Administration of a monoclonal AT1R Ab induces SSc-like signs of skin and lung inflammation in vivo
A single intradermal injection of IgG derived from the AT1R-immunised mice into the ear of naive C57BL/6J mice induced more inflammation compared with IgG injection derived from control mice (online supplemental figure 6), suggesting a possible role of AT1R Abs in the induction of local inflammation. To examine if AT1R Abs contribute to local inflammation, the monoclonal Ab 5.2a, which exhibits specificity to human AT1R by ELISA and western blot (data not shown) was studied in more detail. Repetitive intradermal injections of this mAT1R Ab into the ears of C57BL/6J mice, but not of the IgG isotype control, induced cellular infiltrations into the skin (figure 5A, p<0.01) as well as perivascular lung inflammation in 5 out of 11 mice, which was not observed in mice treated with IgG isotype control (figure 5B, p<0.01). In the skin, infiltrations consisted of neutrophils and to a much lesser extent of B and T cells, whereas lung infiltrates contained mainly T cells, but no neutrophils (figure 5C). To validate a potential role of an Ab-mediated interaction with AT1R for the induction of inflammatory mechanisms, the mAT1R Ab was administered to AT1R-knockout mice, deficient for both murine AT1Ra and AT1Rb. The mAT1R Ab-induced ear infiltration was reduced in the AT1R-deficient mice when compared with wild-type mice (figure 5D). In contrast, the isotype control IgG did not induce ear infiltration in the AT1R-deficient and wild-type mice. In terms of lung inflammation, the number of the available mice and the results obtained so far were too low or too few to yield significant differences between the AT1R-deficient and wild-type mice (data not shown).
Monoclonal AT1R Ab and murine IgG containing AT1R Abs specifically interact with AT1R-expressing cells from different species in vitro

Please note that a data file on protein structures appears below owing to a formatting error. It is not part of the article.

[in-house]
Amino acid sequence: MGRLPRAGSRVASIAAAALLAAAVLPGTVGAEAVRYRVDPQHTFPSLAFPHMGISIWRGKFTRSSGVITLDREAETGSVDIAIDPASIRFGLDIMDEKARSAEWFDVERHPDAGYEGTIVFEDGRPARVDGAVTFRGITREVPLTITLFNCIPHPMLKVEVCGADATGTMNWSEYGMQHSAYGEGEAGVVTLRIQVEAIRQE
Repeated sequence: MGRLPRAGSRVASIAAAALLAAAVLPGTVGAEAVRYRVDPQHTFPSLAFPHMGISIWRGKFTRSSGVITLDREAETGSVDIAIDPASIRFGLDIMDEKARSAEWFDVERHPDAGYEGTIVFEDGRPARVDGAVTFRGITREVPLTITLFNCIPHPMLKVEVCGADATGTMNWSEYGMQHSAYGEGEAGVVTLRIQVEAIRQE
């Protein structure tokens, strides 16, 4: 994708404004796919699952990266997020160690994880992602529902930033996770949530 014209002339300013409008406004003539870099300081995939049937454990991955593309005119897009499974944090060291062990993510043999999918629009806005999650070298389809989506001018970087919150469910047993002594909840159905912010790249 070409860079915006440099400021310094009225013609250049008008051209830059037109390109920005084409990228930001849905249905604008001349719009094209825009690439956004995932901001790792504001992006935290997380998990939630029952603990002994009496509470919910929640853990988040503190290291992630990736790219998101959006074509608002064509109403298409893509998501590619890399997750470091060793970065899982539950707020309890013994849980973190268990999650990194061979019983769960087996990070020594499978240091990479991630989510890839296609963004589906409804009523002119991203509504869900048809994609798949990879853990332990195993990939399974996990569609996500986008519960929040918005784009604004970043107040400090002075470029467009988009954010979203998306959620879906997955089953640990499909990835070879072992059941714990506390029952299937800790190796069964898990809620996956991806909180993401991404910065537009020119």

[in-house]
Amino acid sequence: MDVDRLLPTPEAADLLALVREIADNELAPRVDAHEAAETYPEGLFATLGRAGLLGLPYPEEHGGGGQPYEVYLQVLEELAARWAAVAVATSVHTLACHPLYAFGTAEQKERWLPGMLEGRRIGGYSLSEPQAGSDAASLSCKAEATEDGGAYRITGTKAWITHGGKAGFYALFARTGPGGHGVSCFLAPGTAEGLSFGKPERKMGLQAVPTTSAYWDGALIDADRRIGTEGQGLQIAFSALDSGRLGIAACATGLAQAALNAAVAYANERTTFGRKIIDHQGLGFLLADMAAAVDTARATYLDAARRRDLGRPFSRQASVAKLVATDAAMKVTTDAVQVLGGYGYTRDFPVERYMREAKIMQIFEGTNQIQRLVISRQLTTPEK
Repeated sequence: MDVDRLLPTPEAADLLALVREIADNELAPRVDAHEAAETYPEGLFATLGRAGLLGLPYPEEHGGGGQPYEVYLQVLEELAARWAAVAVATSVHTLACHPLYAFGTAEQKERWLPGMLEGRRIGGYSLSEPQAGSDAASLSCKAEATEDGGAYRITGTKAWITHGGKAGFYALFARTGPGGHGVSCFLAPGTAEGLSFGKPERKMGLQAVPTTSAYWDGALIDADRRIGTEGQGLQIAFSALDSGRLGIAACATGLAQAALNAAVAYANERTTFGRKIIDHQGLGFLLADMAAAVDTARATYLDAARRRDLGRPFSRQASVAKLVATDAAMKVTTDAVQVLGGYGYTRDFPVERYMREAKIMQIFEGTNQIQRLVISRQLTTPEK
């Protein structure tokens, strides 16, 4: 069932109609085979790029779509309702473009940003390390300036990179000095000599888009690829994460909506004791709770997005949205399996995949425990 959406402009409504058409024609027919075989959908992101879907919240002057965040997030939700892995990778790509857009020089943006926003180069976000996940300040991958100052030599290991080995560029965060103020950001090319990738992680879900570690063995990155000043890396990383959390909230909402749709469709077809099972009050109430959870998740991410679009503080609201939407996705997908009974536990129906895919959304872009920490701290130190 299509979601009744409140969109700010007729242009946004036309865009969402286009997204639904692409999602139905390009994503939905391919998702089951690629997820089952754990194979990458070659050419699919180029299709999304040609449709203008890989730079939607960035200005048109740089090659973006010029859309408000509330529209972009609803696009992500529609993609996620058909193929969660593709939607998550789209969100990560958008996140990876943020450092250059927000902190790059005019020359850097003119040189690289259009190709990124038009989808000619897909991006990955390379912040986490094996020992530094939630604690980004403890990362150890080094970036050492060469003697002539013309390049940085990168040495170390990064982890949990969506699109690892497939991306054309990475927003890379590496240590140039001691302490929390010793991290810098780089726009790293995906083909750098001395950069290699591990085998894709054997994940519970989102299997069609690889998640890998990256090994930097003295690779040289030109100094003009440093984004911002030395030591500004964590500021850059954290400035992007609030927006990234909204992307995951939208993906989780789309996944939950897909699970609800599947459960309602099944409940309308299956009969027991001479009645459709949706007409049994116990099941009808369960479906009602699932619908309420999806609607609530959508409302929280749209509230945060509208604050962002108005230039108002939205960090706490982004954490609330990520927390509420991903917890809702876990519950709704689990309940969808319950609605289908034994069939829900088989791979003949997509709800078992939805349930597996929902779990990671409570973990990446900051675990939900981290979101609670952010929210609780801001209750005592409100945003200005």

Four different cell types expressing AT1R were employed to examine interactions between AT1R and AT1R Abs in vitro.23 First, AT1R-expressing rat cardiomyocytes were treated with both mAT1R Ab as well as IgG derived from the AT1R-immunised mice as described before.24 While the mAT1R Ab increased the spontaneous cardiomyocyte beating frequency to on average 5 beats/minute compared with the isotype control, the stimulatory effect was completely abrogated by losartan, an AT1R antagonist (figure 6A, p<0.001). Similarly, IgG derived from AT1R-immunised mice increased the spontaneous cardiomyocyte beating frequency to on average 16 beats/minute compared with IgG from control mice (figure 6B). Again, this effect was completely inhibited by losartan (figure 6B, p<0.001), indicating specificity for AT1R. Further, following treatment of human epithelial (HEp-2) cells with the mAT1R Ab and IgG derived from AT1R-immunised mice, deposition of IgG onto cell membrane was observed in comparison to isotype control or IgG from control-immunised mice (figure 6C,D). To further validate the mAT1R Ab-induced effects, AT1R-transfected and naive human embryonic kidney (HEK293) cells were used in a label-free optical whole-cell biosensing assay based on detection of DMR.21 22 This technology platform captures morphological changes that occur in living cells as a consequence of ligand receptor interaction.21 22 Here, the mAT1R Ab as well as the isotype control did not show an effect when used alone (figure 6E). However, in contrast to the isotype control, the DMR response by Ang II was elevated in the presence of the mAT1R Ab. All DMR responses were completely abrogated by AT1R blockade through losartan and were undetectable in cells without exogenous enrichment of AT1R (figure 6E). The results indicate enhancement of Ang II effects by AT1R Abs in a strictly AT1R-dependent manner. Finally, in blood monocytes from healthy donors, the mAT1R Ab induced CCL18, but not the isotype control (figure 6F). The induction of CCL18 by the mAT1R Ab alone and in combination with Ang II was higher compared with Ang II alone. The effect was abrogated by the AT1R antagonist telmisartan (figure 6G). Conditioned supernatant of mAT1R Ab-stimulated monocytes induced higher expression of α-SMA, connective tissue growth factor (CTGF) and collagen I in primary dermal fibroblast compared with the isotype control (figure 6H, online supplemental figure 7) or compared with the stimulation by the mAT1R Ab alone (figure 6I, online supplemental figure 7), pointing towards a pivotal role of monocytes and the mAT1R Ab/AT1R axis for fibrosis. Taken together, the data indicate that in vitro AT1R Abs interact with AT1R expressed by rodent and human cells. Moreover, AT1R Abs activate AT1R or act in agonistic fashion together with Ang II. These interactions turn into altered functions such as increased heartbeat or elevated chemokine release.